Pauli Tashima

Ph.D., Director of Chinese and Asian Studies, Assistant Professor of Chinese and Asian Studies



Ph.D., M.A., Chinese, University of California at Berkeley
B.A., Chinese and English, University of California at Berkeley

Curriculum Vitae

Study and Research Abroad

  • Peking University
  • National Taiwan University

Research Interests

  • Early and medieval China
  • Historiography, historical narratives
  • Commentarial traditions, reception histories
  • Pre-modern intellectual culture

Teaching Interests

  • Chinese literature and culture (pre-modern and modern)
  • All levels of Chinese language
  • Historical and literary narratives, philosophical masters
  • Chinese films

Personal Statement

As a college freshman, I was initiated into Chinese studies through modern Chinese literature and film, but my interests have since broadened to include pre-modern Chinese history, philosophy, literature, thought, society, art, and material culture. The polymaths of the Chinese past have taught me to appreciate these fields as inseparable from one another. As a teacher, I attempt to impart my students with the same appreciation for the depth and variety of Chinese traditions, built upon each other in exquisitely elaborate ways. In my research, I consistently devote attention to traditional commentaries, as I find it important to hear and “overhear” the conversations held among historical communities of readers and critics, before I bring my own interpretation to bear on a given work. My dissertation, Merging Horizons: Authority, Hermeneutics, and the Zuo Tradition from Western Han to Western Jin (2nd c. BCE –3rd c. CE), examines the explicit debates and implicit dialogues through which early medieval Chinese scholars, critics, exegetes endow a historical text with classical status and authority. My other specialized interests lie in pre-modern Chinese prose essays and narratives, with a focus on the ways in which Chinese thinkers ordered their knowledge, ethical systems, ritual and social norms, insofar as they revolve around issues of governance.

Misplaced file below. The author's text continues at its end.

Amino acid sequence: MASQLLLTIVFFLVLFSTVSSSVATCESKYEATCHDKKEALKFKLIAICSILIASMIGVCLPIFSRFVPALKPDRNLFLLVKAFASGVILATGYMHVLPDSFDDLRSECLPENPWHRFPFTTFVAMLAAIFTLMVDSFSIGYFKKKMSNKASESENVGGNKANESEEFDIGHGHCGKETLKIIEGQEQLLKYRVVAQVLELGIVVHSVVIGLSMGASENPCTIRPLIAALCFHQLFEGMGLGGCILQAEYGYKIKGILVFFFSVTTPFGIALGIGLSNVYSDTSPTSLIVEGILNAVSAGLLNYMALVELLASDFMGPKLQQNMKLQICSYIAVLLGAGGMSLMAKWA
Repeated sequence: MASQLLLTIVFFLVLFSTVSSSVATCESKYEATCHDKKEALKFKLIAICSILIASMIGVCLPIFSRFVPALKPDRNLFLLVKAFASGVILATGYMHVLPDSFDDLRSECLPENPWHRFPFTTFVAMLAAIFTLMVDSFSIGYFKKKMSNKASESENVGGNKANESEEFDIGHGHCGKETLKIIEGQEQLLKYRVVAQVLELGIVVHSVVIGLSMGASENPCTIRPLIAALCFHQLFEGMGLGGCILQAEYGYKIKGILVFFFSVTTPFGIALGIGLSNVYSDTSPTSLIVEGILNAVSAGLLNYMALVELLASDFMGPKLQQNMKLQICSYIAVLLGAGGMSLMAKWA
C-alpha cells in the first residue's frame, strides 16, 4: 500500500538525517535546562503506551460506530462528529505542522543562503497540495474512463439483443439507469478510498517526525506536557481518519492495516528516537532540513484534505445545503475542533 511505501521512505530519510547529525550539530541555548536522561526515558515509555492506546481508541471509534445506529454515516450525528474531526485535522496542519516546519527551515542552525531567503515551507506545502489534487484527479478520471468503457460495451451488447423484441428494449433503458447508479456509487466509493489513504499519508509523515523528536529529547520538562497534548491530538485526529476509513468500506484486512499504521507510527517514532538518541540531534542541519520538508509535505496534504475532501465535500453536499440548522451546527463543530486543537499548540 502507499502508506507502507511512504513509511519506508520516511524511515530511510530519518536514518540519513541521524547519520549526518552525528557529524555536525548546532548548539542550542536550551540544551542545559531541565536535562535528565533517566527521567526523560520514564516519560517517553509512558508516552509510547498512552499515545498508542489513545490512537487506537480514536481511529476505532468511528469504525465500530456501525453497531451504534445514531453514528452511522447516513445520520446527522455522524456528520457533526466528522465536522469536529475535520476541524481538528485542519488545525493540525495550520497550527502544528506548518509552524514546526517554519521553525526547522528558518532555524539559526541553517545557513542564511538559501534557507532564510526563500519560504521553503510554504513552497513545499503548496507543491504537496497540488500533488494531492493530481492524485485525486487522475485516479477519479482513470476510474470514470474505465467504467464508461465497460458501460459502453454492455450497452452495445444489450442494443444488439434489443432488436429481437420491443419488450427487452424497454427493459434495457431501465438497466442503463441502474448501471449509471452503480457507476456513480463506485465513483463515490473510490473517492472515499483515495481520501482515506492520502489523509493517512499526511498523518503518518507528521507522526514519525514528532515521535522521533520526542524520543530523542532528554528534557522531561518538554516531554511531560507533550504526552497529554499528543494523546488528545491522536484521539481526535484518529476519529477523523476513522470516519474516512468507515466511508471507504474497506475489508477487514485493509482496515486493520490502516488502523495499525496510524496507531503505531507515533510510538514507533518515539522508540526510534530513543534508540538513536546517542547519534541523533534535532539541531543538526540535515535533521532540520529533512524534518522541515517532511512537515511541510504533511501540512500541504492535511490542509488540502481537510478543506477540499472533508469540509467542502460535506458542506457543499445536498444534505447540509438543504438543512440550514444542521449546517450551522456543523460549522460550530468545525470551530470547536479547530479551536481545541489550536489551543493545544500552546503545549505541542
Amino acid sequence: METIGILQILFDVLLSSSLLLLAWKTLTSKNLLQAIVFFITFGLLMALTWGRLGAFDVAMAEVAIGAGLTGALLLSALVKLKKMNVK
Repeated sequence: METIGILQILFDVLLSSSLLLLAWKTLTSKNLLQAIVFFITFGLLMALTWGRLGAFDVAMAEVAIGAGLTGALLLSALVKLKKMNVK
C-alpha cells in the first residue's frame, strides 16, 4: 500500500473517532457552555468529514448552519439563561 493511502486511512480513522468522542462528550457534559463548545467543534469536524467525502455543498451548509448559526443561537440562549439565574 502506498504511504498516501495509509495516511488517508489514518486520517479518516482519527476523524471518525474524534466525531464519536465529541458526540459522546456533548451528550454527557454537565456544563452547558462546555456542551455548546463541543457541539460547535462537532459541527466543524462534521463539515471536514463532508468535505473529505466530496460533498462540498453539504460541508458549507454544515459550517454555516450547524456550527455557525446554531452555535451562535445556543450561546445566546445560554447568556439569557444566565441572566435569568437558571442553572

As an instructor, I am developing ways to make my classrooms increasingly student-centered and effective. Thus, I am in support of the Global Village (a living learning community), service learning, and Languages Across the Curriculum (LAC). For language learners, I encourage them to go abroad, having reaped immense benefits myself by studying in Beijing (1 yr.), Mexico City (1 yr.), Tokyo (1 summer), and Taipei (3 yrs). I consider Peking University and National Taiwan University to be key institutions that have spurred my linguistic and intellectual growth in Chinese. One conversation at a time, I hope to mentor UNCG students on an array of study abroad experiences.